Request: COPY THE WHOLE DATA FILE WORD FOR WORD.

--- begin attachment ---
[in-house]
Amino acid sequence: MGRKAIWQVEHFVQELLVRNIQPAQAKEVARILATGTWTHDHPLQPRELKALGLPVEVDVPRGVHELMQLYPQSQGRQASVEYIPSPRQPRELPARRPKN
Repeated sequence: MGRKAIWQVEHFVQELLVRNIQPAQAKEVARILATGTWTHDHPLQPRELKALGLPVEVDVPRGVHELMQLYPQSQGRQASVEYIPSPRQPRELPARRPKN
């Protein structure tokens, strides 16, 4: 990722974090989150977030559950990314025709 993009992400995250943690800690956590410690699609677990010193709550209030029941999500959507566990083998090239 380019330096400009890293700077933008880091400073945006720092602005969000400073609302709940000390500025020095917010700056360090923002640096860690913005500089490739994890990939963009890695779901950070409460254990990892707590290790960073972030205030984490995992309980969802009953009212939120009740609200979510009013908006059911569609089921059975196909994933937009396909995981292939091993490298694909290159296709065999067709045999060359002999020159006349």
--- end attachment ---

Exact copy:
[in-house]
Amino acid sequence: MGRKAIWQVEHFVQELLVRNIQPAQAKEVARILATGTWTHDHPLQPRELKALGLPVEVDVPRGVHELMQLYPQSQGRQASVEYIPSPRQPRELPARRPKN
Repeated sequence: MGRKAIWQVEHFVQELLVRNIQPAQAKEVARILATGTWTHDHPLQPRELKALGLPVEVDVPRGVHELMQLYPQSQGRQASVEYIPSPRQPRELPARRPKN
């Protein structure tokens, strides 16, 4: 990722974090989150977030559950990314025709 993009992400995250943690800690956590410690699609677990010193709550209030029941999500959507566990083998090239 380019330096400009890293700077933008880091400073945006720092602005969000400073609302709940000390500025020095917010700056360090923002640096860690913005500089490739994890990939963009890695779901950070409460254990990892707590290790960073972030205030984490995992309980969802009953009212939120009740609200979510009013908006059911569609089921059975196909994933937009396909995981292939091993490298694909290159296709065999067709045999060359002999020159006349």